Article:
The National Grid Electricity Systems Operator (ESO) has confirmed it will have no coal-fired power as back-up this winter, if needed, to help keep the lights on.
There were five contingency units to call on last winter as the energy market reeled from the impact of Russia’s war in Ukraine.
They were warmed up several times and used during March when a cold snap hurt wind generation.
The ESO had said earlier this month, at the publication of its early winter outlook report, that it remained in talks with EDF and Drax about keeping their coal-fired generation on its standby contracts.
But it said on Wednesday: “At the request of government in March 2023, the ESO has undertaken discussions with the operators of two winter 2022/23 contingency coal plants to establish whether these arrangements could be extended for a further winter.
“These discussions have now concluded. Both operators have confirmed that they will not be able to make their coal units available for a further winter and have begun the decommissioning process.”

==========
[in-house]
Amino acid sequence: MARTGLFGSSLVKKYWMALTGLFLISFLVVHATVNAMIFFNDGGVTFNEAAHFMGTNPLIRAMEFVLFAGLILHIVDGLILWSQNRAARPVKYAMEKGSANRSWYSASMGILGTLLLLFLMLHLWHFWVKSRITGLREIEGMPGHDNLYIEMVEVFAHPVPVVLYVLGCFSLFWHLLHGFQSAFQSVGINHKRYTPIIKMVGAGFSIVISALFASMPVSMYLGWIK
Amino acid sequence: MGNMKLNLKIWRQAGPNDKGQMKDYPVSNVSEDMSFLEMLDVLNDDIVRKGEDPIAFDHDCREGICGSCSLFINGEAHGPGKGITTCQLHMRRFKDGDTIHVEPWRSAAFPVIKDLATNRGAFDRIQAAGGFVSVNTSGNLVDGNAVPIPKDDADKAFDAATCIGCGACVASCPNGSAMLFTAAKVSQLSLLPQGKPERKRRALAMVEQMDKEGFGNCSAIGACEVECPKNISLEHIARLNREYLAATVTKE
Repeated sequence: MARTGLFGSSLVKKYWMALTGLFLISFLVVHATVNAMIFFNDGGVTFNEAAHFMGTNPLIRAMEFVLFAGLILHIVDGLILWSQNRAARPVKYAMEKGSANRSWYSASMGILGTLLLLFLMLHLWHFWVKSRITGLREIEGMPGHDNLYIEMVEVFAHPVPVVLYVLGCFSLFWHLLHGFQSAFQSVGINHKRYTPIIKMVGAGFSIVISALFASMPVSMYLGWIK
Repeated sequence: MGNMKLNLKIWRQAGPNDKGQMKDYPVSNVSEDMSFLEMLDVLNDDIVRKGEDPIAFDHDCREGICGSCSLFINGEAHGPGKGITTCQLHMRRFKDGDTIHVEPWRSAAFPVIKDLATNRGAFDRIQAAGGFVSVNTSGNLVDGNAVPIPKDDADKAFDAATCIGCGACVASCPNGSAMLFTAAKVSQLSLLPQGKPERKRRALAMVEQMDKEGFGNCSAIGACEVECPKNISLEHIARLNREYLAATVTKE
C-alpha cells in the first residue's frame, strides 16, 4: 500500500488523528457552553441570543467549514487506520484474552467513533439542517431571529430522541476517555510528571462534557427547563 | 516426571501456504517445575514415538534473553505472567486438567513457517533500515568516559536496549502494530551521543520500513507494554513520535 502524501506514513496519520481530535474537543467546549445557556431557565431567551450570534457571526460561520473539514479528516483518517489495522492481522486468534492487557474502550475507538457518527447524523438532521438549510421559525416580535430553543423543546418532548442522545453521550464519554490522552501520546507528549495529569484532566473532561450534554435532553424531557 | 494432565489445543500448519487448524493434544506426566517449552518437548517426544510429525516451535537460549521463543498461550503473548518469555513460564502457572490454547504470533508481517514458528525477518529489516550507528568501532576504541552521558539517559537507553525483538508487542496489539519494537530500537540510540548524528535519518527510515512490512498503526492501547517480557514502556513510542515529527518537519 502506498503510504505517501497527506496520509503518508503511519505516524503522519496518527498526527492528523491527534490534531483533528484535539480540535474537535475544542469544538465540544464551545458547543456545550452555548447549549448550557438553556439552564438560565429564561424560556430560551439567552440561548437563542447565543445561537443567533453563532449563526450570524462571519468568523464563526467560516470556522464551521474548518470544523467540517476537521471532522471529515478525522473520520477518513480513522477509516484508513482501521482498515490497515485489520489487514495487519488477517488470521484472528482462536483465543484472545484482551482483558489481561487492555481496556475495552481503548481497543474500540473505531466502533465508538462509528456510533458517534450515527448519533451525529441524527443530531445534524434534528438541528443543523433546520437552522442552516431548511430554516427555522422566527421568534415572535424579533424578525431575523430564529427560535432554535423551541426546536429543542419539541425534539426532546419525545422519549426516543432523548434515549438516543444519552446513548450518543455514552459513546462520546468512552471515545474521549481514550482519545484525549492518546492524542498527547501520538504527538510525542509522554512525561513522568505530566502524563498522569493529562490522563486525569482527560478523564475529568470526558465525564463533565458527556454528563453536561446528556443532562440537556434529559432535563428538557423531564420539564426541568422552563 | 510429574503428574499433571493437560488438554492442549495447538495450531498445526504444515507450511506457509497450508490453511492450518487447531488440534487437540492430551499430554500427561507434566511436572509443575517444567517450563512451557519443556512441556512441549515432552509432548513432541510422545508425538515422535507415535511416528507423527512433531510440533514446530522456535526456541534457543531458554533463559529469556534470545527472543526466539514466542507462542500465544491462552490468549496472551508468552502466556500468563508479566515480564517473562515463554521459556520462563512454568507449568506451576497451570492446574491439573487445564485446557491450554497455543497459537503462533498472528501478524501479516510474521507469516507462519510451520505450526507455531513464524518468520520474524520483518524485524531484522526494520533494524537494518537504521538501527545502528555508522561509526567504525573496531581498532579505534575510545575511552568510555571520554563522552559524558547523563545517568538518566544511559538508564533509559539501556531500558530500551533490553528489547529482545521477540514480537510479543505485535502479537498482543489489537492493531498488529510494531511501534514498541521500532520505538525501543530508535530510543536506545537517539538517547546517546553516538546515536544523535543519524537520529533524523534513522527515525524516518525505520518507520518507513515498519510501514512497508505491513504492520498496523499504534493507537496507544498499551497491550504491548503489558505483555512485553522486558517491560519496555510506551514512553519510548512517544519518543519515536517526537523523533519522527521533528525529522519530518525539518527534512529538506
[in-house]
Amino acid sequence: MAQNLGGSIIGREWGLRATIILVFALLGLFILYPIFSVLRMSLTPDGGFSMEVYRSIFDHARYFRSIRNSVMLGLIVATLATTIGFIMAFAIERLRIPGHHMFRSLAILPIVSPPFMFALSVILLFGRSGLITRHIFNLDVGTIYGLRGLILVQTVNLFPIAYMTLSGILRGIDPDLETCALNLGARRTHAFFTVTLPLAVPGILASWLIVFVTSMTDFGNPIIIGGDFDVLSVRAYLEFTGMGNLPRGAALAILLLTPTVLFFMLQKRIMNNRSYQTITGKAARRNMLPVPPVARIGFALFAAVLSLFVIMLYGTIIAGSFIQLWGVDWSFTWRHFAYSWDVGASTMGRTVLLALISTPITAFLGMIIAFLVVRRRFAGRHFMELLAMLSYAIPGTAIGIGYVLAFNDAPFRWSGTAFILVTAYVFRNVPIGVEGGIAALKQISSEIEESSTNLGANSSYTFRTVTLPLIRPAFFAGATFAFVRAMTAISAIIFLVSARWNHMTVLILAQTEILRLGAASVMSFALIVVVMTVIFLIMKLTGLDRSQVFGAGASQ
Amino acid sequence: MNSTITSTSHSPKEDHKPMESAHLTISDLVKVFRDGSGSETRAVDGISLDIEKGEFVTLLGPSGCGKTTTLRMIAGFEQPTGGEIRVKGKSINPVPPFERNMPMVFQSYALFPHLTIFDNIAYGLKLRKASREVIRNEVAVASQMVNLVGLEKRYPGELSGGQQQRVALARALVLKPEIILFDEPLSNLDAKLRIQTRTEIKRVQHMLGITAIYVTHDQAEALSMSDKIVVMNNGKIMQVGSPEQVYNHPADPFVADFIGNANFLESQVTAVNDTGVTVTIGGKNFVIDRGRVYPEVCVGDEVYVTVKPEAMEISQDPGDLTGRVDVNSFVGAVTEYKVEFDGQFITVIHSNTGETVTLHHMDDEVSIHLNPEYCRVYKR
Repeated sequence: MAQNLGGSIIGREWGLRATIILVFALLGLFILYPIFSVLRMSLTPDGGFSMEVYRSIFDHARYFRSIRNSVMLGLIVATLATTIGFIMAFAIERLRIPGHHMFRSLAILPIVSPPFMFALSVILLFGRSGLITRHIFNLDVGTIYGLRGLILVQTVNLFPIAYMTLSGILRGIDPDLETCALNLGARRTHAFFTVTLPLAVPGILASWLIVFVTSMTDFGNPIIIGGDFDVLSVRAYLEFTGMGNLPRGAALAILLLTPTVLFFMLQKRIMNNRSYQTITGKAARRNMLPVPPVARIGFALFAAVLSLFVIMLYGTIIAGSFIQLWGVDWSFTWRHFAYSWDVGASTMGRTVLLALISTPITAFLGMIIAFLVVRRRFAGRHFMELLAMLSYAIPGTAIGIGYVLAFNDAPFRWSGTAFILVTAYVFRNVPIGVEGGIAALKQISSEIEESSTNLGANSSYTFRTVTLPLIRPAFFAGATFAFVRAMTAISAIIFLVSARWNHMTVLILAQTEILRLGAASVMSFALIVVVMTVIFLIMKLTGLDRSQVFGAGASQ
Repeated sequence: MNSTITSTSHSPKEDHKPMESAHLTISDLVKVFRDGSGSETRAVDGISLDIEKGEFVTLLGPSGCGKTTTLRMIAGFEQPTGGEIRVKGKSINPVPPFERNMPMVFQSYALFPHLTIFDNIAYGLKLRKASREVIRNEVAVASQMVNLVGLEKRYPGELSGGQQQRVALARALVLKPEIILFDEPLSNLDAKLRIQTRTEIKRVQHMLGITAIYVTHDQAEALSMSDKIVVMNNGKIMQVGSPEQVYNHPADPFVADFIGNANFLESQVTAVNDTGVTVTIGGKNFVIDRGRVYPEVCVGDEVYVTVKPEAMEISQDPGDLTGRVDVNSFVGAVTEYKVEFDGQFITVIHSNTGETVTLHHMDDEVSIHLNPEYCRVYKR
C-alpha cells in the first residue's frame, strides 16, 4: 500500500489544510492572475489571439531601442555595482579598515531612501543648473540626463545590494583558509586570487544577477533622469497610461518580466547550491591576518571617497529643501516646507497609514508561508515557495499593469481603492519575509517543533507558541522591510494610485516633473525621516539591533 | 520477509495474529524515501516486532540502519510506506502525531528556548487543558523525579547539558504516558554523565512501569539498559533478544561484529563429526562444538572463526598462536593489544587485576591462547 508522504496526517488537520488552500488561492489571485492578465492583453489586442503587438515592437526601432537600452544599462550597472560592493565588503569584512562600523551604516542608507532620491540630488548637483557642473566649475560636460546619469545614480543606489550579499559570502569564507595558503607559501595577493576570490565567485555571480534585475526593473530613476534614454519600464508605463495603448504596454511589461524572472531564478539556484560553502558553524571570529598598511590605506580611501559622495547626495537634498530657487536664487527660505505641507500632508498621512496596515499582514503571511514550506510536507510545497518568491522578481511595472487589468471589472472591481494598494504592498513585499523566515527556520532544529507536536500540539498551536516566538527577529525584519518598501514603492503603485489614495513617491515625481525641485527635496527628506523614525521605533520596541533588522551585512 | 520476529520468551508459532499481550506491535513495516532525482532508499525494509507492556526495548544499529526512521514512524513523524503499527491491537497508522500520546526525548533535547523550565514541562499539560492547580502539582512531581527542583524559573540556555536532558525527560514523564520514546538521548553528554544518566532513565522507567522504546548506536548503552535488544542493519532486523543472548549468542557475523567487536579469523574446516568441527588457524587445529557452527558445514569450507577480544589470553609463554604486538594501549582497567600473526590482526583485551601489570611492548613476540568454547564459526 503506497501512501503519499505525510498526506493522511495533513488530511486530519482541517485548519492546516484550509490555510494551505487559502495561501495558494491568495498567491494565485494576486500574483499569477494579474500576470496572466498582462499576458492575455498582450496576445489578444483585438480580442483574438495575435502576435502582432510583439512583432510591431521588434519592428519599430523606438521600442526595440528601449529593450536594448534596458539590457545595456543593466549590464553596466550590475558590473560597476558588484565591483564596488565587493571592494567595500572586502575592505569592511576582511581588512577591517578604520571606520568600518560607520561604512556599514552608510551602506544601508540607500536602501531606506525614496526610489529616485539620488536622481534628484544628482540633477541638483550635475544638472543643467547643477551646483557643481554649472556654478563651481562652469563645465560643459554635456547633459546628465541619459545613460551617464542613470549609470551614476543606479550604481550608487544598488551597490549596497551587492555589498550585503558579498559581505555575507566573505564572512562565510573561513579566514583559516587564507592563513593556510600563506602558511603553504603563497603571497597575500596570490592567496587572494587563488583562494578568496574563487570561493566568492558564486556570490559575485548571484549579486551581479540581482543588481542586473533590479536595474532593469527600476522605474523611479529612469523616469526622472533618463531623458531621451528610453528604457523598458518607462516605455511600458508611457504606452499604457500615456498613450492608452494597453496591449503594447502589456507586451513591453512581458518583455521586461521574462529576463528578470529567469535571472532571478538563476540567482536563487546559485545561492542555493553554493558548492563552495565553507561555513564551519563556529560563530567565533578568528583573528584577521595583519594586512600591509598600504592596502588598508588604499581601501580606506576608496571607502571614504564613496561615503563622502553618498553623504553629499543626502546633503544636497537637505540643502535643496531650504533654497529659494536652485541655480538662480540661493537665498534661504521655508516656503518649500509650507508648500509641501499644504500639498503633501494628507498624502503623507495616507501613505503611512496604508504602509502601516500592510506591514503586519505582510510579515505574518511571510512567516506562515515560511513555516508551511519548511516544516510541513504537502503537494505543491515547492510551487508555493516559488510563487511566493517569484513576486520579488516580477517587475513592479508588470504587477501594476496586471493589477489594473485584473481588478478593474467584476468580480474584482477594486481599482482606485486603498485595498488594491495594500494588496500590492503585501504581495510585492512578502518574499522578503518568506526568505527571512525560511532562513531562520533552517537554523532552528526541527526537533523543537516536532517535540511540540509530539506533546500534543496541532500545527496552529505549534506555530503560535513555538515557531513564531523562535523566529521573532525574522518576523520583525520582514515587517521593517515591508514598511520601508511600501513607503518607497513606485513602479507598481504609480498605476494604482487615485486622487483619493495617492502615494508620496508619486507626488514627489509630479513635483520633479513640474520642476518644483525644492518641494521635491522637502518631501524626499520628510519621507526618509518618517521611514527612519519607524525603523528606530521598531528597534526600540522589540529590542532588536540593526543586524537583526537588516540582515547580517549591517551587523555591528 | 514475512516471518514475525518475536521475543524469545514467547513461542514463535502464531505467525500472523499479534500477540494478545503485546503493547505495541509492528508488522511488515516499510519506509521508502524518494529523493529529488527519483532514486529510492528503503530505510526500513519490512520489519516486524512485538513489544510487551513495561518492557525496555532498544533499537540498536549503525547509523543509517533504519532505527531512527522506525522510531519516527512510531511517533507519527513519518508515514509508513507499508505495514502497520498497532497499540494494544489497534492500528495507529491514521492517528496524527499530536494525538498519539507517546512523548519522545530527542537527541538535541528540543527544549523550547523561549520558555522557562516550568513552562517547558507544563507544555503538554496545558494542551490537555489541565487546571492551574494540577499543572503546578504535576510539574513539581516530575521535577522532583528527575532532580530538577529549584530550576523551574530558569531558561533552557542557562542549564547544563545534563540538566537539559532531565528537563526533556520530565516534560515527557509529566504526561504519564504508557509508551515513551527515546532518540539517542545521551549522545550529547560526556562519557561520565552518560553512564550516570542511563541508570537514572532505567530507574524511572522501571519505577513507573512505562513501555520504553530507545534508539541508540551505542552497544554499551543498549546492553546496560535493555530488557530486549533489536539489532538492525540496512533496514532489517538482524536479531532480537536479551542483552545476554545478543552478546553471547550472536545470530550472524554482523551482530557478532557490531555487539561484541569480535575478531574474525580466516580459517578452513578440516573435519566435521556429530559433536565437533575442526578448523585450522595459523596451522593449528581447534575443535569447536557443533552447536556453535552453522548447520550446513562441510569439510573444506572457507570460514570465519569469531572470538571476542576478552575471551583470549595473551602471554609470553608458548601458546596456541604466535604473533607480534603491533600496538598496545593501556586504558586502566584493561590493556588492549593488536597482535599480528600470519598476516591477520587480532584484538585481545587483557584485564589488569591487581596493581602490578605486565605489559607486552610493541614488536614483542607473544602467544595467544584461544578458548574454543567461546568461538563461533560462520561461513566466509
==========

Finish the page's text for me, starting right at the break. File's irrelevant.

That process was down to government policy.
It had said that by October 2021, all coal-fired power units were to have been shut as part of the country’s ambitions to tackle climate change.
The remaining unit, Uniper’s Ratcliffe-on-Soar power station, will be the only one left functioning.
But It has a so-called capacity market contract, meaning it will supply electricity to the grid like any other provider this winter.
The unit had been solely available to the ESO, if required, during 2022/23.
Two units at EDF’s West Burton A power station have been closed as planned.
The two at Drax are set to be converted to biomass generation.
The lack of contingency back up is likely to alter the ESO’s outlook for the winter ahead.
Its earlier report expected sufficient capacity to meet demand after the turmoil leading up to 2022/23 when gas flows from Russia were stopped, sparking a scramble for supplies on the continent.
But it added that it was “prudent to maintain” the demand flexibility service (DFS), which was introduced in 2022.
The DFS, which was activated for the first time in January after a series of tests and false alarms, sees volunteer households paid to turn off their main appliances at times of peak demand.